Archaeologists are a varied bunch and, while some have the skills to analyse tiny samples of wood or bone with expensive scientific instruments, others take a more practical approach. And so it was that when this site was investigated in the early 1970s some of those present decided to test their theories as to how the buildings might have looked by reconstructing them using the tools and materials available to the Anglo-Saxons. Above is their workshop area.

The building above, known as "The Oldest House" was their first effort. They soon found that some of their methods were unsuccessful and others, which may have been used elsewhere, were wrong for this location. But that was the point of the exercise - to see what worked and what didn't. In fairness they didn't have much to go on apart from the size and arrangement of postholes, the location of fires and odd chance survivals from those dim and distant days.

Other buildings incorporating different ideas followed, such as the one above. It's called "The Living House" and would have slept around ten people. What's more you can go inside all these buildings (except the first one I showed you, which is on the point of collapse). The door's open - lets take a look.

The raised sleeping platform is covered with animal skins. We were surprised to see that the fire-box was made of wood, but it's obviously been used and apparently works. There's no chimney; the smoke had to find its own way out through the gaps in the thatch.

Up in the rafters more animal skins grinned down on the sleeping inhabitants.

An open door beckons us into "The Weaving House". Notice the simple wooden catch and the fact that the whole door is held together with wooden dowels. 

Up in the roof-space skeins of dyed yarn are stored.

And here's the simple loom, the vertical threads held taut by clay weights; they are often the only remaining clue that weaving took place in a location.

"The Farmer's House" is next. The village is thought to have been inhabited from AD 420 to 650. In other words from soon after the Angles, Saxons, Frisians, Jutes and other tribes began arriving here from continental Europe. Long after the site was deserted it became buried by wind-blown sand (a frequent occurrence in the Breckland of those times). As the sand was unsuitable for agriculture everything lay undisturbed for centuries, till the archaeologists arrived in the 1970s.

I became fascinated by the uncomplicated functionality of these door-catches. This one looks as though it could be flipped over so that it could be opened from outside. Alternatively it could drop into the notch to bar the door and keep the farmer and his family safe inside.

Not that one would want to argue with this farmer, for besides his shield he also had a vicious blade with a six-foot long handle hanging on one of the posts.

That should deter any intruders!

Lastly we'll visit "The Meeting Hall" where the community might gather together, perhaps to hear ancient songs or stories.

Inside it's surprisingly spacious with a large chair at one end, presumably for the leader of the group, while there are benches for everyone else.

For some reason the simple domesticity of this trio of earthenware bowls on their rough-hewn wooden table brought me closest of all to the South Folk - after all, I could well be descended from them!

Take care.

Thursday 20 April 2023

Friendly Nature

The sun is shining, the birds are singing and we're off to sunny Suffolk! The only problem is, that by the time we arrive at the Suffolk Wildlife Trust's nature reserve at Lackford Lakes, it's overcast with a chill wind. But that won't stop us!

It's a while since we've been here and I remember a series of scenic lakes with a mix of open areas and woodland. But we could really do with a bit of sunshine to both brighten up my photos and to set the birds singing. That's a real old-school bird hide on the far side of the water.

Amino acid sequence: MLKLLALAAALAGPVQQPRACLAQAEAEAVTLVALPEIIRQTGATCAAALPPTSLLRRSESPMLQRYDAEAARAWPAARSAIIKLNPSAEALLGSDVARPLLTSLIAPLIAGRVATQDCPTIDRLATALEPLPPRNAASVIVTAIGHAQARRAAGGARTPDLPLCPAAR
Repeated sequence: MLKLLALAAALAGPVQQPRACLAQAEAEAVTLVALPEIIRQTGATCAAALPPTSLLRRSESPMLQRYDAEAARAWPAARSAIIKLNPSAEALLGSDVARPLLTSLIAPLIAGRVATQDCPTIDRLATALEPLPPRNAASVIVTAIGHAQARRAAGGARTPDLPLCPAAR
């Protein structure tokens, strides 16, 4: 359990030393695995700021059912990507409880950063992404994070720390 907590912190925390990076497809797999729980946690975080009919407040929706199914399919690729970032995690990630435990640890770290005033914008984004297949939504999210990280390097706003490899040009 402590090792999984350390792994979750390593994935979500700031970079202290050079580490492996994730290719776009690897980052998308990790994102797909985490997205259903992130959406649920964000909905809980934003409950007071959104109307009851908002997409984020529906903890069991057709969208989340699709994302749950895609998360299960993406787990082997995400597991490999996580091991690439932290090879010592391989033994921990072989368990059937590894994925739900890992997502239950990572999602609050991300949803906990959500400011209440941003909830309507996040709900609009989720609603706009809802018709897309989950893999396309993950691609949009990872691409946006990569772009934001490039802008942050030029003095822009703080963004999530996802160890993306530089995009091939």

And this magnificent construction, which has appeared since we were last here, is very much the state-of-the-art design, both practical and visually appealing. It's a two-storey affair with indoor seating and balconies. On the lower level there's a special low window to accommodate those who use wheelchairs.

And here's the panorama from up top. On a dull day like this there's one location that might just provide some photos. In a small patch of woodland there's a fallen tree where photographers and others scatter seed and nuts to tempt the birds to come closer. The birds, of course, know all about this and take full advantage.

The Robin is one of our most approachable birds. At one time they made a good living following herds of wild pigs through the forest, picking off any grubs and insects turned up by their rootling snouts. In the absence of wild pigs they quickly learned that human gardeners gave them much the same opportunities through their digging and hoeing.

Here comes a Great Tit, looking very smart and perhaps on the look-out  for a mate. 

But food is the main priority on a chilly morning like this. Not only was nature being friendly this morning but also the people who were sharing the joy of being close to the birds. Les soon fell into conversation with a man with a fine country accent. But there was also a young woman training her camera lens on a disintegrating log and intermittently firing off a short volley of shots. Try as we may we couldn't make out what she was photographing till she let us in on the secret.

Bank Voles! They've also discovered the constant source of food here and scamper out from their hidey-holes, grab a mouthful and are gone. They are really quite common in woodland areas, but mostly go unnoticed because of their tiny size and secretive ways. They have good reason to be secretive too; all kinds of predators regard them as a tasty snack.

The Great Tit's smaller cousin, the Blue Tit, is also here to enjoy a free meal.

And here's that Robin again. One thing you quickly become aware of is the strict "pecking order" amongst the birds who come to this fast-food take-away. And the bird that most exemplifies that phrase has been here several times already. However its "take-away" is so fast that it's no sooner here than gone.

Eventually a Coal Tit hesitated for just a second and allowed me to get my picture (I won't show you all the failed attempts which just show a bare piece of log). Then for a minute or so all the birds were gone.

A Nuthatch was making an upside-down approach to the feeding area and they seem to be the boss among the smaller woodland birds.

There were actually two of them who appeared together, probably a pair, though they were never close enough to each other to get them both in the picture.

A Bank Vole pops out to pick up any fallen seed.

And we'll finish off the morning's entertainment with another portrait of the Nuthatch. As so often happens, just as we were about to leave, some watery sunshine seeped through the clouds.

These trees, just coming into leaf, deep in the reedbed, caught my eye for some reason as we made our way back to the car park. We had plans to spend the afternoon somewhere rather different.

Take care.